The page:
So I am neck deep in untangling the final mess of my third book for its April 1 deadline (so very tempted to send a 1 page manuscript ending with “Rocks fall, everybody dies.” but I don’t think my editor would see the April Fools day humor in that), and I’ve been thinking about revelations. This book has me bringing out a lot of my big guns: world secrets, power players, secret histories, truths that could break up the primary relationships of the series, all that sort of good stuff! But revealing all of this to the reader in a way they can understand and care about has been something of a challenge.
The author is in a unique, omnipotent position when it comes to their work. They literally know everything. If they haven’t thought about it, then it doesn’t exist. If they made something one way and later change their minds, then the thing changes to suit whatever the author needs it to. It’s tempting to see this limitless power as limitless fun, but really it’s a constant liability. I have to think of literally everything, and not just what I care about, but stuff other people will notice is missing if I leave it out (like how my characters never seem to eat, which I mentioned in an earlier post and have taken steps to correct by adding 200% more food to book 3). But more important than crass details like daily caloric intake or the fact that no one poops in fantasy (don’t think about that one too hard) is the information you actually want your reader to know.
At a very simple level, books are the revelation of information over time. Stuff happens which causes other stuff to happen, and you keep reading to find out what. Revealing what happens next in a way that keeps the reader reading is the hallmark of good writing, and there are as many ways to do it as there are books. Great writers make it look so simple, but as with all things worth doing, it’s way harder than it looks. For example, in my first book I had these huge, deep world secrets that were SOO COOOL (to me), and I didn’t want to tip my hand too soon. I wanted the mystery to peek out of the background, tempting people to keep reading. So I dropped subtle hints, so subtle, in fact, that no one got them. My editor/agent/readers kept telling me to make the book bigger, deeper. I was indignant! I was deep! Didn’t they see all this amazing stuff I was doing in the background? Well, no. I saw it, because I knew it was there. If other people were going to see it, I was going to have to make the writing on the wall a little larger.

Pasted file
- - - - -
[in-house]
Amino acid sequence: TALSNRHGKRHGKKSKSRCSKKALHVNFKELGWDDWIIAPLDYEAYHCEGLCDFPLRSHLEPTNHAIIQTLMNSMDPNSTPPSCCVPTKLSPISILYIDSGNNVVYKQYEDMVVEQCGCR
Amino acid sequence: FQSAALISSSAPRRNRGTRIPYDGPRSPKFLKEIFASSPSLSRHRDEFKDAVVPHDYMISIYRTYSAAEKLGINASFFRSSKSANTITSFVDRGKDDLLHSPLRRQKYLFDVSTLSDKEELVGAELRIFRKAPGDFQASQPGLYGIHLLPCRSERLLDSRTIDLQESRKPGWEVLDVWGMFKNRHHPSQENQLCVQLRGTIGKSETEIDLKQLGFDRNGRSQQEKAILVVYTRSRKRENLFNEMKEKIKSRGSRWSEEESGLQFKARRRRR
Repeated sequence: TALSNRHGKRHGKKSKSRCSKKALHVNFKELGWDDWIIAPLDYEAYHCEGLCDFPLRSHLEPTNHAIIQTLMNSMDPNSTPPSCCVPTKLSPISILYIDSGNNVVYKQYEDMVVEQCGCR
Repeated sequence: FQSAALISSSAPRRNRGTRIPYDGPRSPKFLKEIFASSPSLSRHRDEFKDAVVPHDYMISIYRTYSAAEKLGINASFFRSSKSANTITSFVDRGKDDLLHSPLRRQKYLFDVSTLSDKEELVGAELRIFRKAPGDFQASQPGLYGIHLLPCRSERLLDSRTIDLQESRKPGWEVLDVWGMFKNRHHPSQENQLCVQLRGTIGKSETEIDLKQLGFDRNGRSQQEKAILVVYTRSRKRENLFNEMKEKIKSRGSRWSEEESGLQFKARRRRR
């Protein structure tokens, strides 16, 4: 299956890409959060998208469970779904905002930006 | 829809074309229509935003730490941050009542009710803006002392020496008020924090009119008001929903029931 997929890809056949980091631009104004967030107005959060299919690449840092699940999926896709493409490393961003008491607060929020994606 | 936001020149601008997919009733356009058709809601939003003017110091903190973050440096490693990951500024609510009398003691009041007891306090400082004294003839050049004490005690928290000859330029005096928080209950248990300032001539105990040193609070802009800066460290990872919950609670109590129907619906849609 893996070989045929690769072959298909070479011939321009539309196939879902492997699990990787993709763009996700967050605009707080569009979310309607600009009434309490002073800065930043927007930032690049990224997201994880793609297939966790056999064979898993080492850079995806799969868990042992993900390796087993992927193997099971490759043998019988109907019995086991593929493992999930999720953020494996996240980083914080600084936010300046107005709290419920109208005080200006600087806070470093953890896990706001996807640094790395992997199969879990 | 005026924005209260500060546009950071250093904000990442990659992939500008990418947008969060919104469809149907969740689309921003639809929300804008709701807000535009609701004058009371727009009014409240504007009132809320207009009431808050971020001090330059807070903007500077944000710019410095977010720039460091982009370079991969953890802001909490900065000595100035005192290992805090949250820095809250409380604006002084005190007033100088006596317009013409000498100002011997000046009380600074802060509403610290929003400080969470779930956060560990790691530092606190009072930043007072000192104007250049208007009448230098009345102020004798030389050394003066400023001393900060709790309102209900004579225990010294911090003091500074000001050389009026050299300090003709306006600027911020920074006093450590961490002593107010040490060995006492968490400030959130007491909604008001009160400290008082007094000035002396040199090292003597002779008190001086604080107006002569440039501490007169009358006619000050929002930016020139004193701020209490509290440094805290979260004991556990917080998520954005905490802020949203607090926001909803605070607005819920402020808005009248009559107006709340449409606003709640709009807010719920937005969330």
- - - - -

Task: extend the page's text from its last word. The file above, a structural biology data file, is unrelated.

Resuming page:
The first thing I tried was to make everything more obvious, but not too obvious. There is nothing I loathe more in a book that really blatant foreshadowing, or, as I call it, two by foreshadowing (on account of the way it beats you into submission). Now, this sort of obvious information revealing does indeed get the point across. It also makes readers roll their eyes. Even worse, however, really obvious hinting breaks tension. You start to wonder how the other characters aren’t getting this, and disbelief begins to set in. (Suspension of disbelief is a tricky thing. People will buy magical cities floating in space, but have a character who is SO TOTALLY OBVIOUSLY the bad guy surrounded by supposedly smart people who steadfastly refuse to get the enormous clue and that suspension vanishes pretty quickly. ) But for all the dangers of over stating, understating gets you nowhere either. I played things too close to the vest and lost a lot of my tension. People simply didn’t see the things I’d put out there to build the mystery of why my main character could do some of the impossible things he does, thus making those impossible things confusing rather than cool. So I went through the novel scene by scene, and in every scene I asked myself “what do I want the reader to get out of this scene? Why is it here?” and then I went through the scene again bringing those bits of information to the front. This made my novel enormously better without adding anything other than clarity.
The next step I took to fix this not-getting of important information was to add a scene where two very big movers in the world (who previously had only had mysterious cameos) sit down and have a chat that reveals important information. This was a scene I spent a LOT of time on. Scenes like this, where people who know a lot talk about what they know, are very dangerous. It’s so easy to have a “As you know, Bob,” kind of moment. I ended up rewriting this scene a dozen times to get the right mix of overheard, casual, in character conversation and vital information. I think it’s the single most poured over 1000 words in the book other than the first 1000. But it was this scene, and the other work I did bringing out information in other scenes, that took my book from Okay to publishable.
Weeeeeell, there was some other stuff too, like pacing changes and general bad-writing cleanup and implementing all of Lindsay (my agent’s assistant) and Devi’s (my editor’s) wonderful suggestions, but a LOT of my triumph I owe squarely to making all that cool stuff in the book bold enough that people could actually see it.